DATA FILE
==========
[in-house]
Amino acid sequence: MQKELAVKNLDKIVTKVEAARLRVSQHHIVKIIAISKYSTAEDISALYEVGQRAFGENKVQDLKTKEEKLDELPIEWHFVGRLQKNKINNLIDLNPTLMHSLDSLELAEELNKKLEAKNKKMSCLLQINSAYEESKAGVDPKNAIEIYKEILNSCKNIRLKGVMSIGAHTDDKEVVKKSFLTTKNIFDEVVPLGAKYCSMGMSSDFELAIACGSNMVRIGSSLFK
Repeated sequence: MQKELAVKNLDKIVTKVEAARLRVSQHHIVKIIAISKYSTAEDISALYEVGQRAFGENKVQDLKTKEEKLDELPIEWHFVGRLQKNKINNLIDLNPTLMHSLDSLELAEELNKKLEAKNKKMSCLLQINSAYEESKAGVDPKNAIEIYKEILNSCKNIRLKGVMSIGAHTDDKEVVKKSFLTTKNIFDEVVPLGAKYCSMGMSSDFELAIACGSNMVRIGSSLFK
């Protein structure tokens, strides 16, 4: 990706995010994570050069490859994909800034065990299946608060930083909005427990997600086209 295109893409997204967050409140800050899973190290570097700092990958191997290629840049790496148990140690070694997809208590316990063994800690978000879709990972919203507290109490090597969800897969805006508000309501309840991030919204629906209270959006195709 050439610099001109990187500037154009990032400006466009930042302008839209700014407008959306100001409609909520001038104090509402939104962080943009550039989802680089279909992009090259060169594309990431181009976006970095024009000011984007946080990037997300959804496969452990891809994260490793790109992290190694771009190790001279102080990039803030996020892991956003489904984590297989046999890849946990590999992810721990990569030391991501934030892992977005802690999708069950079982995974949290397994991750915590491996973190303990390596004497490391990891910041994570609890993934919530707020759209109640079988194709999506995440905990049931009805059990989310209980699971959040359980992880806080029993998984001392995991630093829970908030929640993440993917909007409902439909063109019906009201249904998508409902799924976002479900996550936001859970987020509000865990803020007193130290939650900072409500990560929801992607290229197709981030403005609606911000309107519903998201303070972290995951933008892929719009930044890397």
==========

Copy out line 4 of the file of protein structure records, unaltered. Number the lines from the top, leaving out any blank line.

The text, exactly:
């Protein structure tokens, strides 16, 4: 990706995010994570050069490859994909800034065990299946608060930083909005427990997600086209 295109893409997204967050409140800050899973190290570097700092990958191997290629840049790496148990140690070694997809208590316990063994800690978000879709990972919203507290109490090597969800897969805006508000309501309840991030919204629906209270959006195709 050439610099001109990187500037154009990032400006466009930042302008839209700014407008959306100001409609909520001038104090509402939104962080943009550039989802680089279909992009090259060169594309990431181009976006970095024009000011984007946080990037997300959804496969452990891809994260490793790109992290190694771009190790001279102080990039803030996020892991956003489904984590297989046999890849946990590999992810721990990569030391991501934030892992977005802690999708069950079982995974949290397994991750915590491996973190303990390596004497490391990891910041994570609890993934919530707020759209109640079988194709999506995440905990049931009805059990989310209980699971959040359980992880806080029993998984001392995991630093829970908030929640993440993917909007409902439909063109019906009201249904998508409902799924976002479900996550936001859970987020509000865990803020007193130290939650900072409500990560929801992607290229197709981030403005609606911000309107519903998201303070972290995951933008892929719009930044890397």